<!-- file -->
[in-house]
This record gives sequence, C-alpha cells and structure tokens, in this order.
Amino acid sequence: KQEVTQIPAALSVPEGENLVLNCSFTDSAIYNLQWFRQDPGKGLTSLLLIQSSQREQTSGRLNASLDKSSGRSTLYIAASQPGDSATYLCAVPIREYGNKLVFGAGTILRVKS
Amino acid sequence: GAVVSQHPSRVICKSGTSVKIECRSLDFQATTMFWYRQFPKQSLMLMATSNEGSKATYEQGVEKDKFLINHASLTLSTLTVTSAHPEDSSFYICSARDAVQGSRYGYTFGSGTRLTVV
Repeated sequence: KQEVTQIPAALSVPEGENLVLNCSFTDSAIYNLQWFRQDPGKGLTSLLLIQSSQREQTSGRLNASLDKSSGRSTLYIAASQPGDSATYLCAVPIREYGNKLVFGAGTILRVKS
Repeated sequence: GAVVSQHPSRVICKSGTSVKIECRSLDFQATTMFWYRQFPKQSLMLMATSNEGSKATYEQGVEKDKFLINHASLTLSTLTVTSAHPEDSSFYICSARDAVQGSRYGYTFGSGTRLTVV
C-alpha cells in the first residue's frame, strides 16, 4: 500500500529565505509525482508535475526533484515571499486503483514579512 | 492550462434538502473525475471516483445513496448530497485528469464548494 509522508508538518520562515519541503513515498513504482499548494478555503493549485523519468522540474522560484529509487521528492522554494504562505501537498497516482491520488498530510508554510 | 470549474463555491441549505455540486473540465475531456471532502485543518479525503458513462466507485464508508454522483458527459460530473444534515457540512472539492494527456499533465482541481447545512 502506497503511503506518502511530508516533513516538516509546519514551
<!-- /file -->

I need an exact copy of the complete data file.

[in-house]
This record gives sequence, C-alpha cells and structure tokens, in this order.
Amino acid sequence: KQEVTQIPAALSVPEGENLVLNCSFTDSAIYNLQWFRQDPGKGLTSLLLIQSSQREQTSGRLNASLDKSSGRSTLYIAASQPGDSATYLCAVPIREYGNKLVFGAGTILRVKS
Amino acid sequence: GAVVSQHPSRVICKSGTSVKIECRSLDFQATTMFWYRQFPKQSLMLMATSNEGSKATYEQGVEKDKFLINHASLTLSTLTVTSAHPEDSSFYICSARDAVQGSRYGYTFGSGTRLTVV
Repeated sequence: KQEVTQIPAALSVPEGENLVLNCSFTDSAIYNLQWFRQDPGKGLTSLLLIQSSQREQTSGRLNASLDKSSGRSTLYIAASQPGDSATYLCAVPIREYGNKLVFGAGTILRVKS
Repeated sequence: GAVVSQHPSRVICKSGTSVKIECRSLDFQATTMFWYRQFPKQSLMLMATSNEGSKATYEQGVEKDKFLINHASLTLSTLTVTSAHPEDSSFYICSARDAVQGSRYGYTFGSGTRLTVV
C-alpha cells in the first residue's frame, strides 16, 4: 500500500529565505509525482508535475526533484515571499486503483514579512 | 492550462434538502473525475471516483445513496448530497485528469464548494 509522508508538518520562515519541503513515498513504482499548494478555503493549485523519468522540474522560484529509487521528492522554494504562505501537498497516482491520488498530510508554510 | 470549474463555491441549505455540486473540465475531456471532502485543518479525503458513462466507485464508508454522483458527459460530473444534515457540512472539492494527456499533465482541481447545512 502506497503511503506518502511530508516533513516538516509546519514551